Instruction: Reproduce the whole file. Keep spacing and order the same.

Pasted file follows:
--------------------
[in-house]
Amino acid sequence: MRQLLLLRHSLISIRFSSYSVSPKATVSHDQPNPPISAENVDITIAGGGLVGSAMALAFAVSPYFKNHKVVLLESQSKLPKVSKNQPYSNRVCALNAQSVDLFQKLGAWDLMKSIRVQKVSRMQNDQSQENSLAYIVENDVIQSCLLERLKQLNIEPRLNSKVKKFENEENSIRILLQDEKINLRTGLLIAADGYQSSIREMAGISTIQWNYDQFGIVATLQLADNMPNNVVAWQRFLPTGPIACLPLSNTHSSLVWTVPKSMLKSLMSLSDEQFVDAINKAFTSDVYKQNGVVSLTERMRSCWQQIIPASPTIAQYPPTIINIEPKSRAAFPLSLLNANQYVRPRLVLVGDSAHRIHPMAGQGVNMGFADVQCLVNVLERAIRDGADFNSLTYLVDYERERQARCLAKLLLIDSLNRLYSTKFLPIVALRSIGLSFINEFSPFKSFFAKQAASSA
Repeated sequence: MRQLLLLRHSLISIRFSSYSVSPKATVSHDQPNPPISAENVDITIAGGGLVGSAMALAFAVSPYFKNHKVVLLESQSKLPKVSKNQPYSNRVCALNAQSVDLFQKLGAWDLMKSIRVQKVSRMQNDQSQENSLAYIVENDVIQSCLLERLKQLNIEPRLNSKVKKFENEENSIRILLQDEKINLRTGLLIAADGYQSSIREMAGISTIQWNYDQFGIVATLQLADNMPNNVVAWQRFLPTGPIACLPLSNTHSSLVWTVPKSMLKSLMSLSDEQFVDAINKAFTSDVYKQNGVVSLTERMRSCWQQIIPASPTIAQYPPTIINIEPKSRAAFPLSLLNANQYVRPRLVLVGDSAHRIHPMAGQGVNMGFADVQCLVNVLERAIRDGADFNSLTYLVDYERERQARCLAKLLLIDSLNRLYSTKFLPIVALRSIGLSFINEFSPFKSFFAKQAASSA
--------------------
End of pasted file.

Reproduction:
[in-house]
Amino acid sequence: MRQLLLLRHSLISIRFSSYSVSPKATVSHDQPNPPISAENVDITIAGGGLVGSAMALAFAVSPYFKNHKVVLLESQSKLPKVSKNQPYSNRVCALNAQSVDLFQKLGAWDLMKSIRVQKVSRMQNDQSQENSLAYIVENDVIQSCLLERLKQLNIEPRLNSKVKKFENEENSIRILLQDEKINLRTGLLIAADGYQSSIREMAGISTIQWNYDQFGIVATLQLADNMPNNVVAWQRFLPTGPIACLPLSNTHSSLVWTVPKSMLKSLMSLSDEQFVDAINKAFTSDVYKQNGVVSLTERMRSCWQQIIPASPTIAQYPPTIINIEPKSRAAFPLSLLNANQYVRPRLVLVGDSAHRIHPMAGQGVNMGFADVQCLVNVLERAIRDGADFNSLTYLVDYERERQARCLAKLLLIDSLNRLYSTKFLPIVALRSIGLSFINEFSPFKSFFAKQAASSA
Repeated sequence: MRQLLLLRHSLISIRFSSYSVSPKATVSHDQPNPPISAENVDITIAGGGLVGSAMALAFAVSPYFKNHKVVLLESQSKLPKVSKNQPYSNRVCALNAQSVDLFQKLGAWDLMKSIRVQKVSRMQNDQSQENSLAYIVENDVIQSCLLERLKQLNIEPRLNSKVKKFENEENSIRILLQDEKINLRTGLLIAADGYQSSIREMAGISTIQWNYDQFGIVATLQLADNMPNNVVAWQRFLPTGPIACLPLSNTHSSLVWTVPKSMLKSLMSLSDEQFVDAINKAFTSDVYKQNGVVSLTERMRSCWQQIIPASPTIAQYPPTIINIEPKSRAAFPLSLLNANQYVRPRLVLVGDSAHRIHPMAGQGVNMGFADVQCLVNVLERAIRDGADFNSLTYLVDYERERQARCLAKLLLIDSLNRLYSTKFLPIVALRSIGLSFINEFSPFKSFFAKQAASSA